Austin police offered no details on the arrest, other than saying that it was done with the help of a US Marshals task force. Mention of the arrest was tacked on to an earlier statement regarding the Saturday morning shooting, which described the alleged shooter. It’s not clear whether that description applies to the man who was arrested or to the suspect who remained at large as of Saturday evening.
The Austin American-Statesman said in an editor’s note beneath its coverage of the shooting that it declined to publish the description provided by police, saying it was “too vague at this time to be useful in identifying the shooter, and such publication could be harmful in perpetuating stereotypes.”
But the description included several details that set the suspect’s appearance apart from the vast majority of Austin’s population – potentially a safety benefit for local residents. Police clearly considered it worth telling the public, saying one of the suspects was a “black male with dreadlocks, wearing a black shirt and a skinny build.”
Many social media users said the media outlet was putting its political agenda ahead of public safety. “They are literally putting people’s lives at risk just to be politically correct,” one commenter said. “I bet if their children were in that area, they would tell them to stay away from anyone matching the description.”
The Republic of Texas biker rally was being held in Austin this weekend, drawing thousands of bikers to the city’s bar district, where the shooting occurred. The newspaper chose to emphasize that fact, potentially planting misleading seeds about rowdy bikers in the minds of some readers – even though the police said there was no immediate information suggesting that the biker gathering played any role in the shooting.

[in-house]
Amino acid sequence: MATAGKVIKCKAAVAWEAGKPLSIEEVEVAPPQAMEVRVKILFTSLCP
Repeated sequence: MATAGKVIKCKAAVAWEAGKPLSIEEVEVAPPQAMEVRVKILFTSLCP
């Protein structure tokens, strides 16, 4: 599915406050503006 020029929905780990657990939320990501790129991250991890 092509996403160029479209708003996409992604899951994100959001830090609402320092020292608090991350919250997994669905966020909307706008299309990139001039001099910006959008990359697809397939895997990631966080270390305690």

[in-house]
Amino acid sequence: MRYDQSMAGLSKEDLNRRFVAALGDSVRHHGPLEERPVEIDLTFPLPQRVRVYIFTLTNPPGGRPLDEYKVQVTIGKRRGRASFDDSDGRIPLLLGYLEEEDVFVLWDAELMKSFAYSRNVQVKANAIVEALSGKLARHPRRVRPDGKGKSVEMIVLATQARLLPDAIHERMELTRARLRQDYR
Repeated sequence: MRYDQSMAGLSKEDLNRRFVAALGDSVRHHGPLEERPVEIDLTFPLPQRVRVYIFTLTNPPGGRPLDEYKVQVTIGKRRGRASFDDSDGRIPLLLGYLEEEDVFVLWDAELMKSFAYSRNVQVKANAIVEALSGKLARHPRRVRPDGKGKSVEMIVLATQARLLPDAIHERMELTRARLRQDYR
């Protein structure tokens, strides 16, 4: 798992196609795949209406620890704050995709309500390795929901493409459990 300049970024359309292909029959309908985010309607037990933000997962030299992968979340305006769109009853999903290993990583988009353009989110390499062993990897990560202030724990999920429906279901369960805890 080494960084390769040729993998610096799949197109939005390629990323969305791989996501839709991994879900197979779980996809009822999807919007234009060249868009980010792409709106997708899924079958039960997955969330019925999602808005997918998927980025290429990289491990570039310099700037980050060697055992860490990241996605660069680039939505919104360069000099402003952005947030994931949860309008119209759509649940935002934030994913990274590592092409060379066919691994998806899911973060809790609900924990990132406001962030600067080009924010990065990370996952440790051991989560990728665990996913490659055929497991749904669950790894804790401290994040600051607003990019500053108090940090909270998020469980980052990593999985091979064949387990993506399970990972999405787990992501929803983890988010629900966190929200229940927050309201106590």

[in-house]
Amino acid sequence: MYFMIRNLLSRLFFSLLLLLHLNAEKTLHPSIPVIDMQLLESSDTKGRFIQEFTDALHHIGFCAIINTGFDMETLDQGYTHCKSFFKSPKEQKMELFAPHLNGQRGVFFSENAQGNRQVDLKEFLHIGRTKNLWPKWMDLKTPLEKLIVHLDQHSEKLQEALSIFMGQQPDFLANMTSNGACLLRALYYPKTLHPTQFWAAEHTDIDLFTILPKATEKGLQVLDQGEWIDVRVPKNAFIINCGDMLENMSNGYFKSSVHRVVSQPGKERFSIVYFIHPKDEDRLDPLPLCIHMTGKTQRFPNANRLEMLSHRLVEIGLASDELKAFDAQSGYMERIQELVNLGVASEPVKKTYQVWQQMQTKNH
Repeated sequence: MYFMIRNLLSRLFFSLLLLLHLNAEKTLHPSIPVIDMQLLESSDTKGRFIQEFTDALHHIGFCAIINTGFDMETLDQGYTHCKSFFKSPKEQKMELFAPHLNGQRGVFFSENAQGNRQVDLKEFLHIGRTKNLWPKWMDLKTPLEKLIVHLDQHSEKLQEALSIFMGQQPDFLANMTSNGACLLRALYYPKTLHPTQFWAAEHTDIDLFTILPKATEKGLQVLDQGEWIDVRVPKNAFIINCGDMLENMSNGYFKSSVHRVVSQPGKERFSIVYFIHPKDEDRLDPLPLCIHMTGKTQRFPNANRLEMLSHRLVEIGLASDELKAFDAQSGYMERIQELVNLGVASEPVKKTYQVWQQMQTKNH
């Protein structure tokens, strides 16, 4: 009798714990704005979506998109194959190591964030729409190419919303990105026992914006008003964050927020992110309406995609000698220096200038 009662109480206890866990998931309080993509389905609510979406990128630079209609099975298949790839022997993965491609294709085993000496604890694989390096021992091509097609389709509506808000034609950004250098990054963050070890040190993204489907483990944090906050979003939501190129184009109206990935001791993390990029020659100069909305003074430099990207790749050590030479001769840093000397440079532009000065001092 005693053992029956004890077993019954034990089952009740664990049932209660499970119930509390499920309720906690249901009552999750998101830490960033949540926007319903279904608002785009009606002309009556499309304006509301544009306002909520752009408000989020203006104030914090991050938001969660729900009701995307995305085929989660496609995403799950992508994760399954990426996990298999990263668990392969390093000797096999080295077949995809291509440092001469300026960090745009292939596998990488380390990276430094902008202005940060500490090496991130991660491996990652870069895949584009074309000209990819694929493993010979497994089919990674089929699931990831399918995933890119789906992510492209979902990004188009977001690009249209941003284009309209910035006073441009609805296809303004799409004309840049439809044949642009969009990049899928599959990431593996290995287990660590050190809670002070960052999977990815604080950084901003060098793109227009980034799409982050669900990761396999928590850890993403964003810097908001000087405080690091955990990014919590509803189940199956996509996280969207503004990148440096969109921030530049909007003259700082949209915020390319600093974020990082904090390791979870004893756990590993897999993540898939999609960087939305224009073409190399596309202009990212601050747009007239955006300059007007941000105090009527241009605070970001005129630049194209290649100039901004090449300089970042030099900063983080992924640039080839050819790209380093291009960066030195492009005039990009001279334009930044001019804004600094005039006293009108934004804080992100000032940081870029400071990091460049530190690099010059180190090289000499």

“This does appear to be an isolated incident between two parties,” Austin Police Department Interim Chief Joseph Chacon said. “Most of the victims were innocent bystanders.”
Even without a police description, the editor’s note allowed Twitter users to narrow down the suspect’s appearance. “When you know the shooter is definitely not white,” podcast host Scott Greer quipped.
Other media outlets, such as CNN, also excluded the shooter’s description from their coverage, but unlike the American-Statesman, they didn’t explain the omission to their audiences.
Texas state Representative Jared Patterson, a Republican, said the American-Statesman editor who decided to hide the shooter’s description should be “fired on the spot.” He added, “Police have released a description. Get it out to the public.”
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